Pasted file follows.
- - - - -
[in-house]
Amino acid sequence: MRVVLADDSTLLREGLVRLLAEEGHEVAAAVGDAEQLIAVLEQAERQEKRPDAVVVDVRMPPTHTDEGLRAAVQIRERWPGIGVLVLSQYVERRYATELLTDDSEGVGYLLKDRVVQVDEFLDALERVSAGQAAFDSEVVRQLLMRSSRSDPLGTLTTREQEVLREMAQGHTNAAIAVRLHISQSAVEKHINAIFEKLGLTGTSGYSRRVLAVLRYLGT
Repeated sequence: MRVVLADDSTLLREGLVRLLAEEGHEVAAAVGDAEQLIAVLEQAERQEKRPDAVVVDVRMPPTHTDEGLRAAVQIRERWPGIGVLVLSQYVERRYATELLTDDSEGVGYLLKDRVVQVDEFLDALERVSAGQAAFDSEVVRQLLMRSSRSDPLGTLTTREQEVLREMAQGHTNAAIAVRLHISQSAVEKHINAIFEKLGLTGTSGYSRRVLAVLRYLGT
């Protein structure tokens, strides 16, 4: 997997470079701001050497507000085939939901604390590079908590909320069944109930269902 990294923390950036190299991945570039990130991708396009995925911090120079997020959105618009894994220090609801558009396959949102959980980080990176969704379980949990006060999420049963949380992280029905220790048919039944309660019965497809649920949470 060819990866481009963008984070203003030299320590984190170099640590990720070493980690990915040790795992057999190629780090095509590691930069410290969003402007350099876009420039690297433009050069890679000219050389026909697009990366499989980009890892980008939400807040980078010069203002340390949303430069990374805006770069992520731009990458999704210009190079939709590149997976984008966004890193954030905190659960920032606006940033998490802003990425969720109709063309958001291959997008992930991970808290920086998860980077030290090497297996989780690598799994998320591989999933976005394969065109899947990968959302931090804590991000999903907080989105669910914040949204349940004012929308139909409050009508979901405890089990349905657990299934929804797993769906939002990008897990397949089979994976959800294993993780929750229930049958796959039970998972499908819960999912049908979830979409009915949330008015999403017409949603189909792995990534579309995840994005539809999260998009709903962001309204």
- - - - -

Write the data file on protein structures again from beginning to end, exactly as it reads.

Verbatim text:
[in-house]
Amino acid sequence: MRVVLADDSTLLREGLVRLLAEEGHEVAAAVGDAEQLIAVLEQAERQEKRPDAVVVDVRMPPTHTDEGLRAAVQIRERWPGIGVLVLSQYVERRYATELLTDDSEGVGYLLKDRVVQVDEFLDALERVSAGQAAFDSEVVRQLLMRSSRSDPLGTLTTREQEVLREMAQGHTNAAIAVRLHISQSAVEKHINAIFEKLGLTGTSGYSRRVLAVLRYLGT
Repeated sequence: MRVVLADDSTLLREGLVRLLAEEGHEVAAAVGDAEQLIAVLEQAERQEKRPDAVVVDVRMPPTHTDEGLRAAVQIRERWPGIGVLVLSQYVERRYATELLTDDSEGVGYLLKDRVVQVDEFLDALERVSAGQAAFDSEVVRQLLMRSSRSDPLGTLTTREQEVLREMAQGHTNAAIAVRLHISQSAVEKHINAIFEKLGLTGTSGYSRRVLAVLRYLGT
């Protein structure tokens, strides 16, 4: 997997470079701001050497507000085939939901604390590079908590909320069944109930269902 990294923390950036190299991945570039990130991708396009995925911090120079997020959105618009894994220090609801558009396959949102959980980080990176969704379980949990006060999420049963949380992280029905220790048919039944309660019965497809649920949470 060819990866481009963008984070203003030299320590984190170099640590990720070493980690990915040790795992057999190629780090095509590691930069410290969003402007350099876009420039690297433009050069890679000219050389026909697009990366499989980009890892980008939400807040980078010069203002340390949303430069990374805006770069992520731009990458999704210009190079939709590149997976984008966004890193954030905190659960920032606006940033998490802003990425969720109709063309958001291959997008992930991970808290920086998860980077030290090497297996989780690598799994998320591989999933976005394969065109899947990968959302931090804590991000999903907080989105669910914040949204349940004012929308139909409050009508979901405890089990349905657990299934929804797993769906939002990008897990397949089979994976959800294993993780929750229930049958796959039970998972499908819960999912049908979830979409009915949330008015999403017409949603189909792995990534579309995840994005539809999260998009709903962001309204």